Serious mishaps were common in the early days of uncertain roadbeds. George Kongable a former FS&W engineer, remembers one round trip in 1906 which provided him seven derailments in just one journey. “No one was hurt, possibly due to the slow speed of the trains then-thirty-five miles per hour maximum.”
Precious Lemonds remembers riding the FS&W when she was a young girl, but in a kindlier fashion. “The Parlor car had green velvet seats,” she says, “and we thought that was so luxurious. It was an event when the train went through. It brought mail and visitors and everyone went down to the station to see them.”Lemonds lived in Quinton, where there was a zinc smelter served by the railroad.
But time was running out. When oil and gas brought new prosperity to the Southwest, the old Footsore and Weary was left at the station. Petroleum products began replacing coal and coke, the mainstays of the road. The coke ovens along the route were abandoned in 1921, hurting the railroad’s revenues severely.
The Fort Smith and Western was placed in receivership on October 9, 1915 and was operated until February 1, 1923 when it was reorganized under the name of the Ft Smith & Western “Railway Co.” instead of “Railroad Co.” For another eight years, the railroad fought the inevitable; then on June 1, 1931, the Central National Bank of Cleveland, Ohio, acting as trustee under the company’s first mortgage, brought suit to foreclose the mortgage and appoint a receiver.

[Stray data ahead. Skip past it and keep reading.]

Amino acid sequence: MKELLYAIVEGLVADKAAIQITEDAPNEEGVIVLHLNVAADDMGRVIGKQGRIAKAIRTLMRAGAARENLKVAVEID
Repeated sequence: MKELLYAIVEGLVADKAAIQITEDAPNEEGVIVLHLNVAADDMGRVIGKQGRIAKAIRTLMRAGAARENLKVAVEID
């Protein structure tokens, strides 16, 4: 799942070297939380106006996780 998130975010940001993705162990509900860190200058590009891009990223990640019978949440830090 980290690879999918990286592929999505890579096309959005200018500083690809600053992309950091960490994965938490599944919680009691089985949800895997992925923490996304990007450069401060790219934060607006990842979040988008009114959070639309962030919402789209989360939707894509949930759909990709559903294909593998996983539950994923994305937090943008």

By 1935, the FS&W was operating at an average annual deficit of $300,000. Its track was paralleled by the Rock Island at an average distance of 30 miles to the south and the numerous bus and truck lines operating over improved highways in the area bled off a large portion of the freight formerly moved by rail. Worse, the Great Depression spread its mantle of misery over the land.
Business on the road had fallen off to almost nothing and the final blow came from another railroad, the Missouri-Kansas-Texas Railroad, popularly known as the Katy, which refused to renew the FS&W trackage rights between Fallis and Oklahoma City. Operations were suspended early in 1939. The federal court at Fort Smith directed the road to be sold.
The FS&W was living down to its nickname. The entire road needed reballasting. No repairs had been made on depot buildings, stock pens, shop or water tanks in more than fifteen years. A boxcar was being used as a depot in Guthrie, and only temporary repairs had been made to the 190 wooden bridges on the line during the preceding decade. The steel span across the treacherous South Canadian River would require $200,000 alone.
George Kongabel recalls the last train over the tracks because he was the engineer. “It took about five months to take up the rails,” he said. His train was used to haul the iron and ties to Fort Smith where they were sold for scrap. Today, nothing but eroded embankments and crumbling culverts remain as tangible proof that the line ever existed.
Why the nickname “Foot Sore and Weary?” The railroad bed was terrible. A former switchman was quoted, “You couldn’t see the back of the coach ahead of you; the ride was so jarring and the smoke was thick.” In 1906 the speed of the train was 35 miles per hour. The same switchman said, “You could walk and keep up with the train!”